Port Moody’s new mayor says he wants to “modernize” some procedures for council meetings.
Last Tuesday, at council’s first regular meeting since the Oct. 20 civic elections, Rob Vagramov said it’s an opportune time for returning and new councillors to examine the way council business is conducted “before we get into any business,” adding, “I feel it would really engage new councillors in understanding what council procedure is all about.”
Among suggestions Vagramov presented in his report was giving more time to council members as well as the public to speak on complex issues.
He’s proposing the time limit for councillors be increased from five minutes to 10, and the time allotted for public input at council meetings be increased to 30 minutes. Currently the public-input period is limited to 15 minutes, although, Vagramov pointed out in his report, motions to extend that were never defeated during his previous four years on council.
Vagramov said the five-minute time limit imposed on councillors to speak “has been problematic in the past, where discussion on extremely complex matters has been forced into quick discussion,” adding that led to a lack of discourse and healthy debate. And, he added, allowing more time for public input means council won’t have to make repeated motions for extensions.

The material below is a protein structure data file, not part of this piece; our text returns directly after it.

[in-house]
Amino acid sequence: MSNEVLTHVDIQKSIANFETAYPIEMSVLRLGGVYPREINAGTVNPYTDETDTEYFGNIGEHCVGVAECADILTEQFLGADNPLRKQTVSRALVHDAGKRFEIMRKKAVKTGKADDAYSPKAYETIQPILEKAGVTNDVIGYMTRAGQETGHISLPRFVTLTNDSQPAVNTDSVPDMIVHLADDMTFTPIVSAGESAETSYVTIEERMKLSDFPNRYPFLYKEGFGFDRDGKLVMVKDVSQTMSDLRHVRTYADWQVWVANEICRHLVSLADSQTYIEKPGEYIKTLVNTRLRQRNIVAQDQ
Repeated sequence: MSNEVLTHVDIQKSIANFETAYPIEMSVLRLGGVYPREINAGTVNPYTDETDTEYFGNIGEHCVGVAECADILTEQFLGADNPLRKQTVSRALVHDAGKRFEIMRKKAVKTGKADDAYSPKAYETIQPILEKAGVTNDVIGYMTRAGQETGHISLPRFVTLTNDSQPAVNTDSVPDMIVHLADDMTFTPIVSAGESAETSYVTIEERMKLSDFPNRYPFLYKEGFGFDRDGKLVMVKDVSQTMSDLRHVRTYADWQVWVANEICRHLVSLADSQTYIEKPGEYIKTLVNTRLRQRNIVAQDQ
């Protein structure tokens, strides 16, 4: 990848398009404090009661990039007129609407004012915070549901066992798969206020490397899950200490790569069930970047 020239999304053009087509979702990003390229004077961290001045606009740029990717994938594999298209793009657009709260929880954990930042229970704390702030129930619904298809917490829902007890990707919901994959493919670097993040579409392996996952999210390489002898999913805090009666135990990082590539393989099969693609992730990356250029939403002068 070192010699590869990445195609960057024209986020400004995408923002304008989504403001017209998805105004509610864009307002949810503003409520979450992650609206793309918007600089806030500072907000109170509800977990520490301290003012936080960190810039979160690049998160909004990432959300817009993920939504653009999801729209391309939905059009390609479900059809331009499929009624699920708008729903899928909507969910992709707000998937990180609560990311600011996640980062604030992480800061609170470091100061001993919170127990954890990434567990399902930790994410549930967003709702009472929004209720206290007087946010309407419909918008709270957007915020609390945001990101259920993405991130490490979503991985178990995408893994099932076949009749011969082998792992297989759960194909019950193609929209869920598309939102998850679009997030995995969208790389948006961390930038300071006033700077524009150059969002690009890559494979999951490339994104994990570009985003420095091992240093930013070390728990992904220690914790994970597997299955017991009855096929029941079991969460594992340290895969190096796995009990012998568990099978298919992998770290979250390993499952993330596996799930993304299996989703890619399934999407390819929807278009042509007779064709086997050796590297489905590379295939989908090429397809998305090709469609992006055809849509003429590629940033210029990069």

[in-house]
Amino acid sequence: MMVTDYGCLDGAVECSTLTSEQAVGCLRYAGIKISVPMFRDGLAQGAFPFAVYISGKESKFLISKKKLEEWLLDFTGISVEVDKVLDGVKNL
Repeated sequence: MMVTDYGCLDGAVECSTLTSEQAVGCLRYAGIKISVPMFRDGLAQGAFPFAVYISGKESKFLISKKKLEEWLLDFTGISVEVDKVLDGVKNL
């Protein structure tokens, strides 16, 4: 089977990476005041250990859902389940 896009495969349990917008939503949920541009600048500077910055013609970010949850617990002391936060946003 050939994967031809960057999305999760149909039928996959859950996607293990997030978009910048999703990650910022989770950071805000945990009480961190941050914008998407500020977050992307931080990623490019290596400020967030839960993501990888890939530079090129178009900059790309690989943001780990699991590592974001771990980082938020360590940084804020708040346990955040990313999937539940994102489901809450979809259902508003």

Vagramov said changes in council meeting procedures will help council be more flexible and responsive while creating a “responsive culture” at city hall.
“It’s a bit of a wish list,” he said, adding other councillors could present their ideas for further discussions at an upcoming meeting of council’s committee of the whole.
Other changes Vagramov is proposing include electronic participation in meetings where councillors may attend a meeting remotely by Skype, moving verbal reports by councillors to the beginning of a meeting, when more members of the public are likely to be present, and allowing late items to be added to the council agenda with the assent of two-thirds of council rather the current unanimous vote.
He also wants council to take more care planning the agenda for its meetings by requiring them to adjourn by 11 p.m.
“Many meetings in the past term have extended beyond reason,” he said, adding the new time frame will ensure important decisions can be made at a “reasonable hour.”
Vagramov suggested the new procedures be subject to a review after every election.
Transportation committee to return?
Port Moody council is also considering reestablishing the city’s transportation committee, which was dissolved in 2016.
Coun. Hunter Madsen said with transportation issues ranking high amongst residents’ concerns in surveys, “we need to find a way” to bring the committee back.
But to avoid some of the problems that hindered the committee’s previous incarnation, including a lack understanding its scope, the city should look at how transportation committees operate in other cities, like Coquitlam, Port Coquitlam and Burnaby.
Staff will produce a report on a structure and mandate for a renewed transportation committee to be considered at a future meeting of council.